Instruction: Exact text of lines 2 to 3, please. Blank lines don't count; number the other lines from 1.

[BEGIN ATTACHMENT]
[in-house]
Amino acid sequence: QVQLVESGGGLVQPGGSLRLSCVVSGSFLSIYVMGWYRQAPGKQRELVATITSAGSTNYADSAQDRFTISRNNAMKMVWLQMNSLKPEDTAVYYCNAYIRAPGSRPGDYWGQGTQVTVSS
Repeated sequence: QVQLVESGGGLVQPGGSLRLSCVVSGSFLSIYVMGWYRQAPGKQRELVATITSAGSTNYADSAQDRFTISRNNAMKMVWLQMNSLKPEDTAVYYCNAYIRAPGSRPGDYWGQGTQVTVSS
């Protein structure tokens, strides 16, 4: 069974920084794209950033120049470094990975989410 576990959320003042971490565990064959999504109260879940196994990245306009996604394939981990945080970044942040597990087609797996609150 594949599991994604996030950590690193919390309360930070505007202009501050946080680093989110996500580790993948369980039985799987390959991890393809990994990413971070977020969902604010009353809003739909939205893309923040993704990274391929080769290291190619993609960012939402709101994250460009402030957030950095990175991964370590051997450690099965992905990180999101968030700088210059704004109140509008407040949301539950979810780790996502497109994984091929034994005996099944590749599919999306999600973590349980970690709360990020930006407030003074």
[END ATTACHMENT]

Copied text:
Amino acid sequence: QVQLVESGGGLVQPGGSLRLSCVVSGSFLSIYVMGWYRQAPGKQRELVATITSAGSTNYADSAQDRFTISRNNAMKMVWLQMNSLKPEDTAVYYCNAYIRAPGSRPGDYWGQGTQVTVSS
Repeated sequence: QVQLVESGGGLVQPGGSLRLSCVVSGSFLSIYVMGWYRQAPGKQRELVATITSAGSTNYADSAQDRFTISRNNAMKMVWLQMNSLKPEDTAVYYCNAYIRAPGSRPGDYWGQGTQVTVSS